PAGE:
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State v. Gallop Building

Decided: November 8, 1968.

STATE OF NEW JERSEY, PLAINTIFF-RESPONDENT,
v.
GALLOP BUILDING, DEFENDANT-APPELLANT



Goldmann, Kolovsky and Carton. The opinion of the court was delivered by Carton, J.A.D.

Carton

Defendant appeals from a conviction after a trial de novo in the County Court on a charge of violating section 7(3)(b) of the Borough of Shrewsbury zoning ordinance. It was fined $20 and costs.

In September 1965 defendant acquired property in the B-1 business zone, consisting of two adjoining plots, known as lots 4 and 5, each 50 feet in width by 145 feet in depth, and fronting on White Road. An office building on Lot 4 houses five enterprises which employ a total of 14 persons who presently use the remainder of lot 4 and 5 as a parking lot, there being insufficient parking space for lot 4 alone to accommodate all the vehicles.

Section 7(3)(a) of the zoning ordinance provides that in any business zone, every portion of land less than 50 feet from a residential zone boundary line shall be known as a business buffer area. Such area may not be used for the erection of any building or structure or extension thereof,

except in the case of an existing building wholly or partly located in that area and exclusively devoted to residential uses.

Section 7(3)(b), the specific section under which defendant is charged, provides as follows:

"No part of any lot containing a business buffer area shall be used for or devoted to any business purpose unless there shall have been established a screen belt of at least 20 feet wide and parallel to the zone boundary and consisting of evergreen trees planted and maintained at a minimum height of five feet and of such density across the entire width of the lot so as to obscure from the residential zone the business activity conducted on the lot. Such planting shall be in accordance with a plan which shall first be approved by the Planning Board of the Borough of Shrewsbury in accordance with the standards herein set forth."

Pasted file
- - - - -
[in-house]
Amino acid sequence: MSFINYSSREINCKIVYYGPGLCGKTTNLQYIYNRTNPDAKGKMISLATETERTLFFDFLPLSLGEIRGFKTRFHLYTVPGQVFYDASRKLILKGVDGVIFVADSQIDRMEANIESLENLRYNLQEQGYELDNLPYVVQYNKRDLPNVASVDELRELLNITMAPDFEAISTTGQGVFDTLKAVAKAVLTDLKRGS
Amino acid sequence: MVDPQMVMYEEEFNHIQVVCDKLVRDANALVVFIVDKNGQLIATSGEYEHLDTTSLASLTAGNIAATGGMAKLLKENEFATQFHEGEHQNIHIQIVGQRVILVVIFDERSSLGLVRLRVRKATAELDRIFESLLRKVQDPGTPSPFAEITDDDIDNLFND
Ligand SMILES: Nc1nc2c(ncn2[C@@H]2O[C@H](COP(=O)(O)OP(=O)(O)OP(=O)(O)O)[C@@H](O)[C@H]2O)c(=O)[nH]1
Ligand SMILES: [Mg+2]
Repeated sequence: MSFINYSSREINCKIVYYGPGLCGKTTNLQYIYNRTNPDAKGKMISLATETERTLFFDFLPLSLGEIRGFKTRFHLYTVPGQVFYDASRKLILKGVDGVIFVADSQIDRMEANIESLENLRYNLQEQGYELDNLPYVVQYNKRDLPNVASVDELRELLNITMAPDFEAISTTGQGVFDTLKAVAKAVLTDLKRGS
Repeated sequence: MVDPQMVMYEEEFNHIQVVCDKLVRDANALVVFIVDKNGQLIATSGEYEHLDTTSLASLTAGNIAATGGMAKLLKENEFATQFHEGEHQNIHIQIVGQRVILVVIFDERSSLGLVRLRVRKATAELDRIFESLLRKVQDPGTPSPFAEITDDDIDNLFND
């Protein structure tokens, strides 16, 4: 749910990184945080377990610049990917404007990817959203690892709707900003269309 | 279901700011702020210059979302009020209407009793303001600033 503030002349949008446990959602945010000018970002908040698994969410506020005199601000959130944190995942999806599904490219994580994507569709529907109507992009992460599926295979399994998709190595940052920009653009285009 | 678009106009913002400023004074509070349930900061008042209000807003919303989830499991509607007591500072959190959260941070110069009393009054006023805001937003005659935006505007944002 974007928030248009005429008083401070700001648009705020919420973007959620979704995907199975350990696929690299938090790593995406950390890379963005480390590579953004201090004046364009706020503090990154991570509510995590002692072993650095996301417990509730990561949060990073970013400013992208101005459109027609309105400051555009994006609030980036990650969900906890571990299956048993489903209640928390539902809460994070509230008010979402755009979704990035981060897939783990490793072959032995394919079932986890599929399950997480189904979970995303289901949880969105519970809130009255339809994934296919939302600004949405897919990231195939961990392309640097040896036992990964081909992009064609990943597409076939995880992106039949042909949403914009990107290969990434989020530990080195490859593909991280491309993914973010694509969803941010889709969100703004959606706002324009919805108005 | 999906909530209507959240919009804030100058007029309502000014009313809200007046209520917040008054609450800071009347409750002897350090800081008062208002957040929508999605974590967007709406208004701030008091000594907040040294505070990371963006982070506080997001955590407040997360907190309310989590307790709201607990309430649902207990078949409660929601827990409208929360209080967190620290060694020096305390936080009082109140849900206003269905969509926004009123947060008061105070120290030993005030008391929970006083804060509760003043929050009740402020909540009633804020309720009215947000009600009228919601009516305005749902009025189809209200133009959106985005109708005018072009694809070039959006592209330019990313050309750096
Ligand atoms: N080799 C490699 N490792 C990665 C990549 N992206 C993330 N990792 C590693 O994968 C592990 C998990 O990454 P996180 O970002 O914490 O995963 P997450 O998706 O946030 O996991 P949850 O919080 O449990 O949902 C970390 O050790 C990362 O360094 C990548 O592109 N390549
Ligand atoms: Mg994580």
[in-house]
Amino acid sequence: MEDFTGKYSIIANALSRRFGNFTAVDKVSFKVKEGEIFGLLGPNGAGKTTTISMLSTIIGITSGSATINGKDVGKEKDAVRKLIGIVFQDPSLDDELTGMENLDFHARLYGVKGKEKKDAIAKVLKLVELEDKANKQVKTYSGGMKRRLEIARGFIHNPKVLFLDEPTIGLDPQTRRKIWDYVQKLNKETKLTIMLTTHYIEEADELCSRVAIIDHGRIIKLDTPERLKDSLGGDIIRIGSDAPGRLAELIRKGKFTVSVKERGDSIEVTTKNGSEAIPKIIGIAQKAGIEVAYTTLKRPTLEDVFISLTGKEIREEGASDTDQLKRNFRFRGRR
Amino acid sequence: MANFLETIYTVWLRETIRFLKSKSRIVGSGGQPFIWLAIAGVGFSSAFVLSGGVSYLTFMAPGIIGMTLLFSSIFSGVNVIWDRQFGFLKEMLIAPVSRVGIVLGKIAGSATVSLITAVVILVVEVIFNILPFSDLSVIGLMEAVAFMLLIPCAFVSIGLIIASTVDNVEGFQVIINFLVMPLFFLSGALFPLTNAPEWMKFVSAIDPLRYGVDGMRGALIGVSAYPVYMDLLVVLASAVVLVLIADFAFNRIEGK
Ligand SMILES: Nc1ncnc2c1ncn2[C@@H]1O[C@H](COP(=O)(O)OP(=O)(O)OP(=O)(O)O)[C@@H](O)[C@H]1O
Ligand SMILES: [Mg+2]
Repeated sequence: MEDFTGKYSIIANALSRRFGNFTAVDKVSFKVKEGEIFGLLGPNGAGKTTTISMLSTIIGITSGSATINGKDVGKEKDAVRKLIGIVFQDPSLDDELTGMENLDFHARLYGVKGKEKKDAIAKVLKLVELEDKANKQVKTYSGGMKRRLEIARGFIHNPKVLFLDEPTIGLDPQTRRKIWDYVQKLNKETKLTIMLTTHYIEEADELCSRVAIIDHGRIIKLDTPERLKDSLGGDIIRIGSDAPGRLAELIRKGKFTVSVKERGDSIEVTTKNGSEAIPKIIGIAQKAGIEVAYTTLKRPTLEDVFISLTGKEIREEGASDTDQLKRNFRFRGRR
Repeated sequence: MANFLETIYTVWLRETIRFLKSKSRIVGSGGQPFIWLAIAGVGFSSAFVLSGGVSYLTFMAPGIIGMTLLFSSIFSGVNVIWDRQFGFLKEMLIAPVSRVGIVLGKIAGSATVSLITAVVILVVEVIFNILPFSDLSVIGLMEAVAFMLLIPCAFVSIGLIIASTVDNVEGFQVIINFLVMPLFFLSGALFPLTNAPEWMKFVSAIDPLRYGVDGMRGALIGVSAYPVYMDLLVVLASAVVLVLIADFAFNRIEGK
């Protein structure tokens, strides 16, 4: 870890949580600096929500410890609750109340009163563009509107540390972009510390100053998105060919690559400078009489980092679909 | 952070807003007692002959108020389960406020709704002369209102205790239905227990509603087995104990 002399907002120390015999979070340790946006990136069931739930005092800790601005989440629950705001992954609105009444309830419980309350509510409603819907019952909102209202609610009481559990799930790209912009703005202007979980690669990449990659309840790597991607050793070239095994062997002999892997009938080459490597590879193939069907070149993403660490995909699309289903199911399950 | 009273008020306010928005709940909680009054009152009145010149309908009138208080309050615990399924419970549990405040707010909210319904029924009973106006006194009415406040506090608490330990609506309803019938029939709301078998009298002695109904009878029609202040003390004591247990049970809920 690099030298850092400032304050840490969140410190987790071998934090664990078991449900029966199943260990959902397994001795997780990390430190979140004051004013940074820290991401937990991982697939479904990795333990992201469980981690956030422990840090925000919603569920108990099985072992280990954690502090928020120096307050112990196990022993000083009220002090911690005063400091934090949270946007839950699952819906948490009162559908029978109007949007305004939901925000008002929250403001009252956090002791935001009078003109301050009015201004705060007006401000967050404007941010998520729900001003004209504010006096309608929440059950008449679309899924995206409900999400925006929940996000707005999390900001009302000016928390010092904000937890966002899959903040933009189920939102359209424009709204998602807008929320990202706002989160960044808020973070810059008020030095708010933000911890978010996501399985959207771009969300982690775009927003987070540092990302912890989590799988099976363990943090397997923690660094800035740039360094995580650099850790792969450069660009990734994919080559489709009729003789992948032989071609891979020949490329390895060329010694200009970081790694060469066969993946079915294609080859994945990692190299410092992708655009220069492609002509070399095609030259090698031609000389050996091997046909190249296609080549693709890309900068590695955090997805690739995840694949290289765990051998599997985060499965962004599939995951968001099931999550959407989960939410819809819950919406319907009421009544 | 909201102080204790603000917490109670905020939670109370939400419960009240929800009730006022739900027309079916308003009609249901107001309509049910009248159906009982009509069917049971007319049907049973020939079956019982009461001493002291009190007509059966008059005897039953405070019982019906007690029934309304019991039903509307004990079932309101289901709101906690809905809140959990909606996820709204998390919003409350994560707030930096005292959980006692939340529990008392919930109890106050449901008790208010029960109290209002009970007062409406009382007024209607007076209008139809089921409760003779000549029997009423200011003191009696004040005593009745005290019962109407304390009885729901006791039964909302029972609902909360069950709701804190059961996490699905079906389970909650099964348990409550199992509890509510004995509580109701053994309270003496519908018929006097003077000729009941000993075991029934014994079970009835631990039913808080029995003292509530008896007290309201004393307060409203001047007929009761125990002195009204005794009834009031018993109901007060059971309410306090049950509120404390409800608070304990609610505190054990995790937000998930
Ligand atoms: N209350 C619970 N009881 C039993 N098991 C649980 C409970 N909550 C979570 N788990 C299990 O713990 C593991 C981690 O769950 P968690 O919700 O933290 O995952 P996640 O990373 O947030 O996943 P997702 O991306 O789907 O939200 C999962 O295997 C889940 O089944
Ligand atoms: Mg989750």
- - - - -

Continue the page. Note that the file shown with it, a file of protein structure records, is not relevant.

Section 7(3)(c) states that when any land in a business zone abuts a residential zone boundary line and is used for business or forms a part of a lot used for business, the screening belt shall be placed at the boundary line within the business buffer area.

Defendant produced a landscape contractor who testified that it would take 180 trees, spaced four feet apart, to cover the 20' X 145' area in order to screen the activities on its property from the adjoining residential area. At $28 a tree, this would cost $5,040. In addition, planting the trees and maintaining them for one year would cost $3,024. Maintenance in succeeding years would be $750 a year. The county judge found this testimony purporting to establish the cost as prohibitive, "incredible to the point of absurdity," and therefore gave it no weight.

The trial judge said that the ordinance was presumed to be valid and could not be set aside except upon a clear showing that it was arbitrary and unreasonable, citing Vickers v. Gloucester Tp. Committee, 37 N.J. 232 (1962), certiorari denied, 371 U.S. 233, 83 S. Ct. 326, 9 L. Ed. 2 d 495 (1963). There being no such showing, he found defendant guilty of violating the ordinance.

Defendant assails the validity of the ordinance on the general grounds that these requirements provide for different treatment of property within the same district, contrary to N.J.S.A. 40:55-31; that they serve no legitimate zoning purpose, and that there exists no ...


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